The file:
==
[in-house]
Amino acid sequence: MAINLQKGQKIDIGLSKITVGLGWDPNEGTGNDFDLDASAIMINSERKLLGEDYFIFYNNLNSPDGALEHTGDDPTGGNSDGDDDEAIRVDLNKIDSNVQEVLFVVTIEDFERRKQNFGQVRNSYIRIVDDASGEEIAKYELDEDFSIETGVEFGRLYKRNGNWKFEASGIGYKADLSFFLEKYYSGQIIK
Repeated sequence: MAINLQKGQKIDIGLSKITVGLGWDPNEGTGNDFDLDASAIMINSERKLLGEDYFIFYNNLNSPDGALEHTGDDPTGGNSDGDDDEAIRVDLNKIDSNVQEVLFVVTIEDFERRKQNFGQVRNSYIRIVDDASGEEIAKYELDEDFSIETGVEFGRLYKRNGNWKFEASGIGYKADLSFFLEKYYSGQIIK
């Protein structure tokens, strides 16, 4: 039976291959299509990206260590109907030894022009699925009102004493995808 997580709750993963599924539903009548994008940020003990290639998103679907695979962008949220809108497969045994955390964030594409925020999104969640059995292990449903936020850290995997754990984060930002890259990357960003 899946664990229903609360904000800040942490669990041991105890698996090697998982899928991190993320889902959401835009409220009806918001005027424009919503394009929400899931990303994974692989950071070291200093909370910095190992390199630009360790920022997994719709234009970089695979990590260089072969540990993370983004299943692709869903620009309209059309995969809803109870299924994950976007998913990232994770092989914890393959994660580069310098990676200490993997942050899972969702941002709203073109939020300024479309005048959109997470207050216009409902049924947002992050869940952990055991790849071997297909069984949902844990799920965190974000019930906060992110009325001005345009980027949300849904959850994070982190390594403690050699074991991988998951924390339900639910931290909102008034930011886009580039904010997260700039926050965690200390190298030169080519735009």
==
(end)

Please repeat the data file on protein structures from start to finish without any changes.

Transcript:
[in-house]
Amino acid sequence: MAINLQKGQKIDIGLSKITVGLGWDPNEGTGNDFDLDASAIMINSERKLLGEDYFIFYNNLNSPDGALEHTGDDPTGGNSDGDDDEAIRVDLNKIDSNVQEVLFVVTIEDFERRKQNFGQVRNSYIRIVDDASGEEIAKYELDEDFSIETGVEFGRLYKRNGNWKFEASGIGYKADLSFFLEKYYSGQIIK
Repeated sequence: MAINLQKGQKIDIGLSKITVGLGWDPNEGTGNDFDLDASAIMINSERKLLGEDYFIFYNNLNSPDGALEHTGDDPTGGNSDGDDDEAIRVDLNKIDSNVQEVLFVVTIEDFERRKQNFGQVRNSYIRIVDDASGEEIAKYELDEDFSIETGVEFGRLYKRNGNWKFEASGIGYKADLSFFLEKYYSGQIIK
């Protein structure tokens, strides 16, 4: 039976291959299509990206260590109907030894022009699925009102004493995808 997580709750993963599924539903009548994008940020003990290639998103679907695979962008949220809108497969045994955390964030594409925020999104969640059995292990449903936020850290995997754990984060930002890259990357960003 899946664990229903609360904000800040942490669990041991105890698996090697998982899928991190993320889902959401835009409220009806918001005027424009919503394009929400899931990303994974692989950071070291200093909370910095190992390199630009360790920022997994719709234009970089695979990590260089072969540990993370983004299943692709869903620009309209059309995969809803109870299924994950976007998913990232994770092989914890393959994660580069310098990676200490993997942050899972969702941002709203073109939020300024479309005048959109997470207050216009409902049924947002992050869940952990055991790849071997297909069984949902844990799920965190974000019930906060992110009325001005345009980027949300849904959850994070982190390594403690050699074991991988998951924390339900639910931290909102008034930011886009580039904010997260700039926050965690200390190298030169080519735009």